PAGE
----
It is essential that Dangerous Goods Notes (DGN) are completed correctly and that in all cases dangerous goods are accurately declared to ensure their safe handling.
Issues are particularly common in the road and maritime environment where the information is provided to the carrier in any one of the three main ways – the DGN, the dangerous goods consignment note, or transport documentation
Detailed instructions regarding the shipping of dangerous goods are included in Chapter 5.4 of the IMDG Code and similarly the same chapter of the ADR regulations. The DGN must be raised by the shipper/consignor and completed in an official language of the origin country – or English, French or German if the official language is note one of these. There are certain agreements between countries to allow a relaxation of this rule.
The regulations detail mandatory information to be included on the DGN, which is:
- The UN Number of the goods being shipped
- Proper Shipping Name
- Class (with subsidiary hazard where applicable in brackets)
- Packing Group (where assigned)
- Number and description of packages
- Total quantity of each item covered by an individual UN Number
- Name/address of consignor
- Name/address of consignee(s)
- Where applicable the tunnel code, except where it is known that the journey will not involve passing through a tunnel (not required for maritime)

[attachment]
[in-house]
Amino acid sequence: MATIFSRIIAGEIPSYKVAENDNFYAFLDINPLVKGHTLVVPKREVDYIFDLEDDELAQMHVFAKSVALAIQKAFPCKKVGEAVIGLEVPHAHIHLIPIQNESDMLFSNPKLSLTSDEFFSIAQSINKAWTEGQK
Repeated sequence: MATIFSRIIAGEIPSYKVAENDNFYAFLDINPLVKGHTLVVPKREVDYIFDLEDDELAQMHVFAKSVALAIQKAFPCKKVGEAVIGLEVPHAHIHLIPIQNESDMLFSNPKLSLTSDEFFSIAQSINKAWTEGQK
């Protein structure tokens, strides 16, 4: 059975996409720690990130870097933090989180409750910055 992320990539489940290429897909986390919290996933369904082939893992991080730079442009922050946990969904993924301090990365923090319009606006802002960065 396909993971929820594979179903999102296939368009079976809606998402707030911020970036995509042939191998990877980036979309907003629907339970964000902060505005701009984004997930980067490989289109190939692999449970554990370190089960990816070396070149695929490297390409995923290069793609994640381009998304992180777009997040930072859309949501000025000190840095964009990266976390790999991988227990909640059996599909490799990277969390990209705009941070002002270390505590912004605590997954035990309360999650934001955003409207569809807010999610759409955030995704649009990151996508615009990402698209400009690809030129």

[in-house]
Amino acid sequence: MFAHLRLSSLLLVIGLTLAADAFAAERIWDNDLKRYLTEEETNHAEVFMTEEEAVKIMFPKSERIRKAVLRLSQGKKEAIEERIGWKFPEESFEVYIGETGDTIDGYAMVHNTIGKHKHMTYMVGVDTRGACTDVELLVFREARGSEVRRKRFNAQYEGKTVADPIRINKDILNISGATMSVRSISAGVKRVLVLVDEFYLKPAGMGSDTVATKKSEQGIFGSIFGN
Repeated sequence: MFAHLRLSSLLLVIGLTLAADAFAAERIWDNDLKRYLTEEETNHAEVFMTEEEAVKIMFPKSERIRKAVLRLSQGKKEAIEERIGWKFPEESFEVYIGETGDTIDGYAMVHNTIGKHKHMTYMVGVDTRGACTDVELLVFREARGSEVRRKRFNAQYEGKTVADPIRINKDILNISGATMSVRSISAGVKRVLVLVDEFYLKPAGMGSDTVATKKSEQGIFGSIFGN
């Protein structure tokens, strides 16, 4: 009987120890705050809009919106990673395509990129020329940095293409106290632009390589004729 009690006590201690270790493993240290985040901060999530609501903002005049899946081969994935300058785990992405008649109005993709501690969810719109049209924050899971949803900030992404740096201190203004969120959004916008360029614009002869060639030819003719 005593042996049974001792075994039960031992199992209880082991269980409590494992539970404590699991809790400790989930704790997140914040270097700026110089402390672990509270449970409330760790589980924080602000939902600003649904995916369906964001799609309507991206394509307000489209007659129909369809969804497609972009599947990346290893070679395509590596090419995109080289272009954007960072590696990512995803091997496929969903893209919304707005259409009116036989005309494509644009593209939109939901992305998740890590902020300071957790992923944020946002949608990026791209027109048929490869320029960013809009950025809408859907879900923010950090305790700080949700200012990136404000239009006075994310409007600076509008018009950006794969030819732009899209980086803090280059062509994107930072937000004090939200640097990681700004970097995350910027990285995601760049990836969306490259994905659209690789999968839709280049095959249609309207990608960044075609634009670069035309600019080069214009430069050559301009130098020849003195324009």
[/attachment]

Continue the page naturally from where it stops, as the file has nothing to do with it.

- For containers and vehicles taking a sea voyage as part of their journey, the vehicle/container packing certificate must be completed
- In addition, for maritime, if the dangerous goods have a flashpoint of 60 ° C or below, then the minimum closed up flashpoint must be shown in brackets (eg, 34 °C).
If the documentation is incorrect, shipments can be rejected by ports and carriers; the most common issues with the documentation are:
- Incorrect or missing information – the regulations state the dangerous goods information must be provided in the following prescribed format: the UN Number, proper shipping name, class (with subsidiary hazard where applicable in brackets), packing group (where assigned) and tunnel code. In many cases the information is not in the correct order or that certain items are simply missed off the documents.
- For goods classified as environmentally hazardous, there is a requirement to show the words “Environmentally Hazardous” on the DGN. For cargoes moving under the IMDG regulations, “Marine Pollutant” must be included. Too often this is completely forgotten in transport documentation.
- When transporting waste by road or sea, the word “Waste” must be inserted into the dangerous goods description, in front of the proper shipping name. This is omitted from many DGNs.
Whilst it is the shipper’s/consignor’s responsibility to raise or arrange to have raised the relevant documents, the forwarder should have processes in place to check the DGN, etc, to ensure compliance. This means that the person carrying out the checks must be suitably trained.
Completing the Container/Vehicle Packing Certificate – the minimum information required on the packing certificate is the name, date and signature of the person who loaded the goods onto the vehicle or into the container. This may be the shipper if the goods are loaded at its premised, or the forwarder if it loads the container.
If you are arranging or undertaking the international transport of dangerous goods by maritime or road, it is extremely likely you will need a Dangerous Goods Safety Advisor (DGSA). Please contact BECCY RICKETTS, ADR Express’ in-house DGSA on 07973442354 for further information or support.
Article extracted from BIFAlink